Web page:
[FoRK] Why Fukushima made me stop worrying and love nuclear power
sdw at lig.net
Fri Mar 25 14:33:33 PDT 2011
On 3/25/11 12:42 PM, Gregory Alan Bolcer wrote:
> In simple terms, if someone doesn't use the lock correctly, you can design another iteration (and another, and another) to reduce
> forgetting. Thus all products in the world incorporate some type of risk tradeoff. Fukushima argued that the circumstances
> following the tsunami were 1-in-1000 year faults. Obviously they were wrong.
A "1-in-1000 year fault" is a probability estimate. They may not have been wrong, just unlucky. We'll have the first complete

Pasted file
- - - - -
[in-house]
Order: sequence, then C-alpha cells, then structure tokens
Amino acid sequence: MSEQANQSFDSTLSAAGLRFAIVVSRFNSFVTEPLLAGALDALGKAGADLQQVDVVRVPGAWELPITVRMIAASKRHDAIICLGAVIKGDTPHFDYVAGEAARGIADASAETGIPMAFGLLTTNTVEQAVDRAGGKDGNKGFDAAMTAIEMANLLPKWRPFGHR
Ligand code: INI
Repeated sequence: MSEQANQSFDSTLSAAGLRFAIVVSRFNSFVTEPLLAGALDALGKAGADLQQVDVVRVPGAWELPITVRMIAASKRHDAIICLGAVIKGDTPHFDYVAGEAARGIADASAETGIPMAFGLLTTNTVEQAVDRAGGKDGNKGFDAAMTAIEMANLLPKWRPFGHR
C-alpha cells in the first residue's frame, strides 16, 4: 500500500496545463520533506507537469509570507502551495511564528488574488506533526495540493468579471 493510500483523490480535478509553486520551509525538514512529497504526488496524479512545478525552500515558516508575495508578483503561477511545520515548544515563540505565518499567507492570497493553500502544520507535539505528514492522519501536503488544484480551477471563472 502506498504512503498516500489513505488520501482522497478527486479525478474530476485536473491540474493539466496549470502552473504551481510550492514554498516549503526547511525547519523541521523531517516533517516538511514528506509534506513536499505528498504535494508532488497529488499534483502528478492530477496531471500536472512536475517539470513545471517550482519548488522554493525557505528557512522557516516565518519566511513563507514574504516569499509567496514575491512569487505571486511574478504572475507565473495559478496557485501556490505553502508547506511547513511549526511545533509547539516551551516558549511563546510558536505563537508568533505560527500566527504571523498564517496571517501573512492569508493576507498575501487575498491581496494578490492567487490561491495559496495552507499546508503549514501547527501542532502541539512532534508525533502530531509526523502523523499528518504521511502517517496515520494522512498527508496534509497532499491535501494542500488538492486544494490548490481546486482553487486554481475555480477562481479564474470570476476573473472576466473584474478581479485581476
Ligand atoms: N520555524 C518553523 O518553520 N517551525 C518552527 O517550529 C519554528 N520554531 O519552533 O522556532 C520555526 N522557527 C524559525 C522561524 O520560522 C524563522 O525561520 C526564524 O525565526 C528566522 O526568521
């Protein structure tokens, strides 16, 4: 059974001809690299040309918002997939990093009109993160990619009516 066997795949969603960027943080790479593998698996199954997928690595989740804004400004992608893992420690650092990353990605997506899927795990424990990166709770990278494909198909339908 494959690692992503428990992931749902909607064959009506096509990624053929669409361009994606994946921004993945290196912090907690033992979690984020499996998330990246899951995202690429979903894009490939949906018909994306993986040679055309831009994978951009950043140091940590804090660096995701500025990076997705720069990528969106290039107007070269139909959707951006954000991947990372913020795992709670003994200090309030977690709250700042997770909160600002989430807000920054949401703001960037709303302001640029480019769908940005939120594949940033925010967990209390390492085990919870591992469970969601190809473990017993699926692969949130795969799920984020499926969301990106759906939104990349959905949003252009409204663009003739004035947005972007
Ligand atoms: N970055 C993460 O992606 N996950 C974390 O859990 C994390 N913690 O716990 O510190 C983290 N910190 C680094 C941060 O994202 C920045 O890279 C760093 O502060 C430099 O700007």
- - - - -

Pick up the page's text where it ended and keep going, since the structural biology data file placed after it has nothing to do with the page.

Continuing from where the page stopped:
sample in the set of Z trials in another 1000-n years... Clearly, they should have designed for a multiple of the expected worse
case instead of a few percent above. I think I heard that they built a 30-ft wall to contain waves expected up to 20-25 ft. They
should have been at 60 or 90 feet, or had failsafes that could survive that level.
> You can't use the term "perfect" in your definition; that makes it circular. Perfect would imply there are no further design
> changes to reduce failures by stupidity.
> Again, I'm not arguing *all* possible, just that it can be incrementally changed. I'm arguing induction, you are arguing limits.
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